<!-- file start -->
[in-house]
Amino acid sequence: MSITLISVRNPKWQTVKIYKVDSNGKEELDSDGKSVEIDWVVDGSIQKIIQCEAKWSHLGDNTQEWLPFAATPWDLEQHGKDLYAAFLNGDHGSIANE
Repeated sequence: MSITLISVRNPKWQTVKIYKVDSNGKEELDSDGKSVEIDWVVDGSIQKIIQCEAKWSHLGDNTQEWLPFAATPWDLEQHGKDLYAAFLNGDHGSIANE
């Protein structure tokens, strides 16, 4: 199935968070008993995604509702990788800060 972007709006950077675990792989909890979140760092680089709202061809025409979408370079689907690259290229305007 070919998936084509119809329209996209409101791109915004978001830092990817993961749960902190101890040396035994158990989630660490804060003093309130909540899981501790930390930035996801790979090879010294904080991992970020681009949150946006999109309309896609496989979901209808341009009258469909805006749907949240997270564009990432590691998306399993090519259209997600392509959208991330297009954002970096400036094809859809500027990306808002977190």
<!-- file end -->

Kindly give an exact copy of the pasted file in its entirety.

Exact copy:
[in-house]
Amino acid sequence: MSITLISVRNPKWQTVKIYKVDSNGKEELDSDGKSVEIDWVVDGSIQKIIQCEAKWSHLGDNTQEWLPFAATPWDLEQHGKDLYAAFLNGDHGSIANE
Repeated sequence: MSITLISVRNPKWQTVKIYKVDSNGKEELDSDGKSVEIDWVVDGSIQKIIQCEAKWSHLGDNTQEWLPFAATPWDLEQHGKDLYAAFLNGDHGSIANE
């Protein structure tokens, strides 16, 4: 199935968070008993995604509702990788800060 972007709006950077675990792989909890979140760092680089709202061809025409979408370079689907690259290229305007 070919998936084509119809329209996209409101791109915004978001830092990817993961749960902190101890040396035994158990989630660490804060003093309130909540899981501790930390930035996801790979090879010294904080991992970020681009949150946006999109309309896609496989979901209808341009009258469909805006749907949240997270564009990432590691998306399993090519259209997600392509959208991330297009954002970096400036094809859809500027990306808002977190």